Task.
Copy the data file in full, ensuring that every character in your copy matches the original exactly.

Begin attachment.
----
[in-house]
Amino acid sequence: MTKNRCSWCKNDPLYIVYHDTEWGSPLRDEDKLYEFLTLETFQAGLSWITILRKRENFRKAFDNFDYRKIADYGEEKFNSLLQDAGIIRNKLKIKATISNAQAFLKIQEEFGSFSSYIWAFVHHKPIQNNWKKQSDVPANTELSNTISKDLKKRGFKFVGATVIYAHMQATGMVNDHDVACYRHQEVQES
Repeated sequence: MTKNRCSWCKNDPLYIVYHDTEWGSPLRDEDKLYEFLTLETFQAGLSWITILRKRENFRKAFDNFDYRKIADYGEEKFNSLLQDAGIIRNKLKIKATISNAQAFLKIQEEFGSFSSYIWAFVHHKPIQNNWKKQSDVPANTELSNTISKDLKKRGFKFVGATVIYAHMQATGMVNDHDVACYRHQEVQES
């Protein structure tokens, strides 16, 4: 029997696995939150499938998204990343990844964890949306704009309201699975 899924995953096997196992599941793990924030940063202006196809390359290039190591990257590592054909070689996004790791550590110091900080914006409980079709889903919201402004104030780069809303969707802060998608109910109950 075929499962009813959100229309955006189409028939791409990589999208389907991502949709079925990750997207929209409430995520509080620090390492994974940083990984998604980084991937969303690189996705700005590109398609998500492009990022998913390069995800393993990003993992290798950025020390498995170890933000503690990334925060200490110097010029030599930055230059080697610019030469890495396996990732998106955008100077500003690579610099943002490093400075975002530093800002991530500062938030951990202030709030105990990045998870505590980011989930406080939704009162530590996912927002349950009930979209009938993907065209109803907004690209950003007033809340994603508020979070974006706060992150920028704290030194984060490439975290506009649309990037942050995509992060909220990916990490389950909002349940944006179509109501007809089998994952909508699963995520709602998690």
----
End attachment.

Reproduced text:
[in-house]
Amino acid sequence: MTKNRCSWCKNDPLYIVYHDTEWGSPLRDEDKLYEFLTLETFQAGLSWITILRKRENFRKAFDNFDYRKIADYGEEKFNSLLQDAGIIRNKLKIKATISNAQAFLKIQEEFGSFSSYIWAFVHHKPIQNNWKKQSDVPANTELSNTISKDLKKRGFKFVGATVIYAHMQATGMVNDHDVACYRHQEVQES
Repeated sequence: MTKNRCSWCKNDPLYIVYHDTEWGSPLRDEDKLYEFLTLETFQAGLSWITILRKRENFRKAFDNFDYRKIADYGEEKFNSLLQDAGIIRNKLKIKATISNAQAFLKIQEEFGSFSSYIWAFVHHKPIQNNWKKQSDVPANTELSNTISKDLKKRGFKFVGATVIYAHMQATGMVNDHDVACYRHQEVQES
């Protein structure tokens, strides 16, 4: 029997696995939150499938998204990343990844964890949306704009309201699975 899924995953096997196992599941793990924030940063202006196809390359290039190591990257590592054909070689996004790791550590110091900080914006409980079709889903919201402004104030780069809303969707802060998608109910109950 075929499962009813959100229309955006189409028939791409990589999208389907991502949709079925990750997207929209409430995520509080620090390492994974940083990984998604980084991937969303690189996705700005590109398609998500492009990022998913390069995800393993990003993992290798950025020390498995170890933000503690990334925060200490110097010029030599930055230059080697610019030469890495396996990732998106955008100077500003690579610099943002490093400075975002530093800002991530500062938030951990202030709030105990990045998870505590980011989930406080939704009162530590996912927002349950009930979209009938993907065209109803907004690209950003007033809340994603508020979070974006706060992150920028704290030194984060490439975290506009649309990037942050995509992060909220990916990490389950909002349940944006179509109501007809089998994952909508699963995520709602998690």